how they feel, again stress they are free to stop at any time,
confidentiality guaranteed and that the process is based on nonjudgmental attitude, equality, respect for diversity, good work
practice (competence, boundaries, ethics).
Coaching in the Workplace - How’s it done?
 (4) Start with basic introduction (i.e. not trained coach but
trainee coach) background to coaching itself, what’s it like
and what its not like – forward thinking. Check that body
language/posture is relaxed and restful (i.e. making sure
NVCs are okay (tone of voice, eye contact, friendly
gestures).
 (5) First pre-coaching questions to test the water and elicit
some facts about the person (values, beliefs, motives,
achievements, strengths and weaknesses). The stress on
active listening and not interrupting crucial for the person to
take on the conversation with occasional paraphrases and
clarifications and for the coach to develop rapport and trust.
Coaching in the Workplace - How’s it done?
 (6) Next when enough useful information gained to
move onto the actual coaching plan which might
reveal itself in different ways depending on the
approach used and the coachee’s own ideas.
I mainly started with a baseline assessment tool
called the Job Performance Wheel (show Picture)
which allows exploration of the person’s world at this
moment in time and can be quite enlightening.
NOTE: This is a behaviour change or performance
indicator and may not always be useful.
Coaching in the Workplace - How’s it done?
 (7) Also used the VAK Learning style and/or Learning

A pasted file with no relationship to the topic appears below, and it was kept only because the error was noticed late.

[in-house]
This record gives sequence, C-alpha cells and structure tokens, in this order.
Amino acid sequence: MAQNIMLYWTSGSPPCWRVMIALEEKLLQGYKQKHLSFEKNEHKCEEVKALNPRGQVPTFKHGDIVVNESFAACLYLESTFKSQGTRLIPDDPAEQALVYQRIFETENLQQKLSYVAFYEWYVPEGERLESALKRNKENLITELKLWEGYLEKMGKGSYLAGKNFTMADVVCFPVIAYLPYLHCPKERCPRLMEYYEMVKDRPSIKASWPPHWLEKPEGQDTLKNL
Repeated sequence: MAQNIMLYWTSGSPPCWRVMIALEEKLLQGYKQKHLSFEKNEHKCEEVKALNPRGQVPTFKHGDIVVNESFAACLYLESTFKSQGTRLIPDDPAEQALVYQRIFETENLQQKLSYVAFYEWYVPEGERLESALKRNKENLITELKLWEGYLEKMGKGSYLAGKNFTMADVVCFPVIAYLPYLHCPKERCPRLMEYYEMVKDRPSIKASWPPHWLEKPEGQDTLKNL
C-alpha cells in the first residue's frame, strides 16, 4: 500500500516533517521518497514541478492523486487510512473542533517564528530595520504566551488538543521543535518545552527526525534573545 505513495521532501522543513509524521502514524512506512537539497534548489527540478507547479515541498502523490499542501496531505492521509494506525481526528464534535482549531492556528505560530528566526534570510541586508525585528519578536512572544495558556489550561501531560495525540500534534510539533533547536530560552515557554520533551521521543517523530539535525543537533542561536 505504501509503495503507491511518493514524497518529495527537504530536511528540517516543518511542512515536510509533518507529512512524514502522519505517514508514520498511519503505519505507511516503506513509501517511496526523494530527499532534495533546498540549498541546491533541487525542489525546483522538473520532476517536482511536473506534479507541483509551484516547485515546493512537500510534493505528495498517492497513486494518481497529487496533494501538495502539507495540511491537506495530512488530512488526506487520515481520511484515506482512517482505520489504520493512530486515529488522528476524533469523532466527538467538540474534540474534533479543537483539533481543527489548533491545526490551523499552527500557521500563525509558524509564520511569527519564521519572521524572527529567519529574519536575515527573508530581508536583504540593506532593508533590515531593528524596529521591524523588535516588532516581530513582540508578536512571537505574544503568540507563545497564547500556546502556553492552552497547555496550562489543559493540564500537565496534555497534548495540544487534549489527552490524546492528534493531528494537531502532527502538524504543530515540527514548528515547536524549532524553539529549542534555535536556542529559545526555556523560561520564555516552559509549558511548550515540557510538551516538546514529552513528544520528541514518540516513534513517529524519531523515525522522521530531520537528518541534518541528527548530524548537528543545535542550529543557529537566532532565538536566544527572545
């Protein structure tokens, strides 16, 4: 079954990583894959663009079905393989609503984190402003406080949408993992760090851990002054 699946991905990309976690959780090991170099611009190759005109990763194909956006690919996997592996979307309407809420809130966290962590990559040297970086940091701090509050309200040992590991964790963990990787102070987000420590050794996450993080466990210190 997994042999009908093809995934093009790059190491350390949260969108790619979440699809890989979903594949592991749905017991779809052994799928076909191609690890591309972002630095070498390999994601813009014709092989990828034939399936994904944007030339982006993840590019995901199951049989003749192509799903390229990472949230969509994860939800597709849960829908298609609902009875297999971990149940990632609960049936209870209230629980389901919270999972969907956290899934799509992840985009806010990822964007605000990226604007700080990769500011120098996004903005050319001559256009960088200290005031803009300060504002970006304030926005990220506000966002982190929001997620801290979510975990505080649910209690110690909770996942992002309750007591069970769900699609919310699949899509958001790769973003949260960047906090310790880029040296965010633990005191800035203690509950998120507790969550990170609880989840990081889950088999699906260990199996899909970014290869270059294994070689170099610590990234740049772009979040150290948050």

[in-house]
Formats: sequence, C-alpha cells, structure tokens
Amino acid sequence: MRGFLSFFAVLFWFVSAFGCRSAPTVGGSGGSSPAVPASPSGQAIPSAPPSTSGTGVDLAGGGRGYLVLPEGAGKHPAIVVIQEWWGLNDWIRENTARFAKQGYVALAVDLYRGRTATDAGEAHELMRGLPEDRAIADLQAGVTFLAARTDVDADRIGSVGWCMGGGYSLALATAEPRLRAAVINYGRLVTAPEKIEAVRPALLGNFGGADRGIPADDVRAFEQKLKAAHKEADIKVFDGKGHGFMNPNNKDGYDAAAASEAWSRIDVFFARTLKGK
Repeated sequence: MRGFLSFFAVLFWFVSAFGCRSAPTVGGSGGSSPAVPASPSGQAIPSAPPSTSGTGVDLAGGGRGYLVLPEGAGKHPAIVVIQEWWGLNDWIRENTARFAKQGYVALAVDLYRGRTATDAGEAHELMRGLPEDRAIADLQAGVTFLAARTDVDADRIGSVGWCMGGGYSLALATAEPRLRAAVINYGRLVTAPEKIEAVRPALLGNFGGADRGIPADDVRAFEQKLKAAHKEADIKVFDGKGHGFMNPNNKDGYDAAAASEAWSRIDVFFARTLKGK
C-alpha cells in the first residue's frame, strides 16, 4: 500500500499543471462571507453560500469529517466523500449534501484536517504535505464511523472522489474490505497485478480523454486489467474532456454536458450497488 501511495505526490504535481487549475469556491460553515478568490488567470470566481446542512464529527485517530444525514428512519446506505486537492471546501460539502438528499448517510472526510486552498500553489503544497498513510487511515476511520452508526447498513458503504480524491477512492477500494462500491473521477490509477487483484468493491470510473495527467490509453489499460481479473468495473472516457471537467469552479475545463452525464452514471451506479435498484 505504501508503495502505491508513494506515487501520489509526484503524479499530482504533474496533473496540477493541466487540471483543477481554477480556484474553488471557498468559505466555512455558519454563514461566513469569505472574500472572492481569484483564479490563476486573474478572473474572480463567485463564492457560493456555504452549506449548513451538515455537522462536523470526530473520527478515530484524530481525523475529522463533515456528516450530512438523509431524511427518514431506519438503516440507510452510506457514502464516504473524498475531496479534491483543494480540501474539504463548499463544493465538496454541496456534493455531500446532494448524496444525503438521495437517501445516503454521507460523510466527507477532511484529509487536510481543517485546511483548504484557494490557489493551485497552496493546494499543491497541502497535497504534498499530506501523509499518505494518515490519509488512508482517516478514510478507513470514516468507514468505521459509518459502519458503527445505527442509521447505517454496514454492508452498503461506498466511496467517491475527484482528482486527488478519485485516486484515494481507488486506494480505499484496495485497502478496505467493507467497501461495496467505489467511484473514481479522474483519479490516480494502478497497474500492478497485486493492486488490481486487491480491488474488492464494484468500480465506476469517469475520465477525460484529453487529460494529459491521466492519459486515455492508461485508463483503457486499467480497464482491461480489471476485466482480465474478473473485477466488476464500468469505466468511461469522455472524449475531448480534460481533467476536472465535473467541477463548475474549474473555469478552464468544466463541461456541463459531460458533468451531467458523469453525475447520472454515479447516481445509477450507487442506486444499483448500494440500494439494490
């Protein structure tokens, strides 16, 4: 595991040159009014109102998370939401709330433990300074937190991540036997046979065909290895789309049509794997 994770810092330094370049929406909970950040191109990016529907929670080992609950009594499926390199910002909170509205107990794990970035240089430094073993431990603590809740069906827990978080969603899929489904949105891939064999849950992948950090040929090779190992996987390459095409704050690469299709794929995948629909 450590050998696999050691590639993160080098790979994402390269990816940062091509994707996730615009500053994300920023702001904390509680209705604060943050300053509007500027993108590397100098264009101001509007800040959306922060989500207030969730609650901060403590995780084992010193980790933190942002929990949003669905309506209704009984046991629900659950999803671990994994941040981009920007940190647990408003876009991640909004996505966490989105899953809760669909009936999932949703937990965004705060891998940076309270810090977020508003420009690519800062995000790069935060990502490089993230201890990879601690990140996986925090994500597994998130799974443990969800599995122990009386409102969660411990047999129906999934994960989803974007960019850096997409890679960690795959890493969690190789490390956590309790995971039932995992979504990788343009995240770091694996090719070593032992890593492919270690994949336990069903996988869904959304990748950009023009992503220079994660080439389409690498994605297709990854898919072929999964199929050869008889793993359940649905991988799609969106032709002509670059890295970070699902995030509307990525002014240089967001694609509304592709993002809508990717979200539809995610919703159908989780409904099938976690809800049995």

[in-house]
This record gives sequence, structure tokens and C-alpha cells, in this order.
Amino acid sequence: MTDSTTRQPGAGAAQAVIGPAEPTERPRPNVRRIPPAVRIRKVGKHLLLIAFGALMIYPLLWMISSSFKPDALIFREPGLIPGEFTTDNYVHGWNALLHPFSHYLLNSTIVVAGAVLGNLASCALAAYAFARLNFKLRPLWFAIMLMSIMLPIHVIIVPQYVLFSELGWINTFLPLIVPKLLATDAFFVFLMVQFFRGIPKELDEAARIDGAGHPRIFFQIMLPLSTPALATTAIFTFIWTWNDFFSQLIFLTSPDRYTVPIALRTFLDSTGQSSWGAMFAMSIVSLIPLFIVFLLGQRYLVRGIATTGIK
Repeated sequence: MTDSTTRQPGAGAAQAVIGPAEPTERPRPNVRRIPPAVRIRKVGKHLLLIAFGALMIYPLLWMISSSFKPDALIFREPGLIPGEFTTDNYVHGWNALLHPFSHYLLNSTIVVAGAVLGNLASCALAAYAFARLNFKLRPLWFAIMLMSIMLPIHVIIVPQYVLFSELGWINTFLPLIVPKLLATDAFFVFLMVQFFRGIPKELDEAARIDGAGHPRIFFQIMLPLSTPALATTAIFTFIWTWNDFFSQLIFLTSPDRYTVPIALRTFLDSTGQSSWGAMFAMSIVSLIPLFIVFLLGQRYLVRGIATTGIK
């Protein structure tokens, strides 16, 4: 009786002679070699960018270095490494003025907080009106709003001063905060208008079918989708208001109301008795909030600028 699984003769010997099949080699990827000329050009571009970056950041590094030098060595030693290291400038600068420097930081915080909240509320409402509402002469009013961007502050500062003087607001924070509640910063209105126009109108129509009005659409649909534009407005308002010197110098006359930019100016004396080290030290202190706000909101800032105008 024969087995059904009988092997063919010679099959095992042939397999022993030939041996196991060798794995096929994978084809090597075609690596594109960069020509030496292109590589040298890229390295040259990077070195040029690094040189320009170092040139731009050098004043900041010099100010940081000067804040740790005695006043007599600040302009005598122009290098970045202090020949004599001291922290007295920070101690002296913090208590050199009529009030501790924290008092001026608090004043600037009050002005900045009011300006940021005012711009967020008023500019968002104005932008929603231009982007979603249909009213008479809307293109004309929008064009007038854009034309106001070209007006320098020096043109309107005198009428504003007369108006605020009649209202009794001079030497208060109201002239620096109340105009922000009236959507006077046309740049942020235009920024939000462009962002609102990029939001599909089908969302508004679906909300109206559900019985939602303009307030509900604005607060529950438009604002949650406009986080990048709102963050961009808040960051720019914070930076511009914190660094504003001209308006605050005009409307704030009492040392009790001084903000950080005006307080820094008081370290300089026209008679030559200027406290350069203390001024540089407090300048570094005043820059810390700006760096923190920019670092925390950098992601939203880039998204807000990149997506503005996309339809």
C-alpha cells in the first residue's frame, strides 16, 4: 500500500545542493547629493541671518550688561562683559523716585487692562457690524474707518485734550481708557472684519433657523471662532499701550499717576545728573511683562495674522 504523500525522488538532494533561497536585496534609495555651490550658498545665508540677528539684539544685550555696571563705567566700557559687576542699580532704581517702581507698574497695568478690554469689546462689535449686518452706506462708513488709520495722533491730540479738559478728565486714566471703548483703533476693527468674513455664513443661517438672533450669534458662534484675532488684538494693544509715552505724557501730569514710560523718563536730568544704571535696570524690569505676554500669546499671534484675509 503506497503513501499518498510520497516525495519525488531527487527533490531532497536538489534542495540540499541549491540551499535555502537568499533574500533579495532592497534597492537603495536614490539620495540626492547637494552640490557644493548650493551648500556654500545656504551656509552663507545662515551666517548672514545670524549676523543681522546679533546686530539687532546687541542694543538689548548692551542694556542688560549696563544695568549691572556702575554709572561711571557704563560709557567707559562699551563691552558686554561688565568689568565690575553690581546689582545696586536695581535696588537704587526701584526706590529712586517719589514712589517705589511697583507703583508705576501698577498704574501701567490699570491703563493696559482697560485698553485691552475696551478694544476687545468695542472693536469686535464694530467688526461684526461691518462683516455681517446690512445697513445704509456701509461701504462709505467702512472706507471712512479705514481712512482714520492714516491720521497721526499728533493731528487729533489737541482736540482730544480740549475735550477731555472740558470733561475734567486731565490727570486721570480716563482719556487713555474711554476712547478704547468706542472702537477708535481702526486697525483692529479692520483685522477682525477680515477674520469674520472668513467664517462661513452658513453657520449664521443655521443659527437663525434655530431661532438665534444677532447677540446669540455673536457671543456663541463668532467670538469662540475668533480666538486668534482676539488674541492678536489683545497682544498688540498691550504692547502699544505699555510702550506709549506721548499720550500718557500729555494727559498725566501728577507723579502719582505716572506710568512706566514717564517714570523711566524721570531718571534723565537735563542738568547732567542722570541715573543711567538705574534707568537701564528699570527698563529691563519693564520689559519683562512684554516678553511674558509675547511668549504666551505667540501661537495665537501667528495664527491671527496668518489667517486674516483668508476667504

Preference Questionnaires which look at the way in which
a coachee engages with the world (visually, auditory,
kinaesthetic) and if they are theorists, reflectors, activists,
or/and pragmatists.
These tools are only to allow the coach and coachee to
understand better and communication on the same level.
There are many others, including motivation level
(Maslow), Emotional Intelligence, Personality assessments
(EPI, 16PF) to name a few options to consider.
Coaching in the Workplace – Next Stage
 Therefore with all these tools at one’s disposal does this make
coaching merely a form of psychological assessment?
 Not really, they are only some resources to help find and show
the coachee how they function in their world.
 The next step is to find out what the coachee would like to work
on (the goal, target, task, dream). Build the coaching
relationship using the different coaching models (or
combination of models : - I preferred using Egan’s Skilled
Helper as it is very useful in counselling = empathy>action.
 This is the interesting part!!! But it must be stated the first
coaching session is really just the beginning. It would be
advantageous to have the person moving towards not just the
first thing on their mind (ST) but looking further ahead (LT).
Coaching in the Workplace – Goals/Targets
 Seems that most of my coachee have ‘immediate’ goals
(dissertations, essay deadlines, exams).
 However, these were what I call immediate P ‘target or task’
goals, I also wanted to see what else there was.
 Seems most students don’t have the BIG PLAN/PICTURE
which I discovered is common in the 25-35 age group. CHOICE
 Also Values (culture, family, peers), Beliefs (can be SelfLimiting, inaccurate/not true), are important which were elicited
in the pre-coaching questioning.
Finding the real potential of the coachee is paramount. Also
knowing when ‘to push’ and when to ‘back down’.
Coaching in the Workplace - Thoughts
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1.
2.
3.
4.
5.
6.
Thoughts on being a coach/technical support use?
Some changes noticed in my work routine.
More emotionally ready to be tolerant with staff and students
(keep calm and be reflective, use Visual Imagery)
Less judgmental, more mindful of what I am saying (with
tone, speed + information – especially with International
Students)
Look for alternative solutions to problems/situations.
When helping students ASK rather than TELL them.
Provide clear and timely feedback/answers on Email and
other correspondence.
Going from ignoring the main problem to tackling it first thing
daily!
Coaching in the Workplace – The Sage Speaks
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Words of Wisdom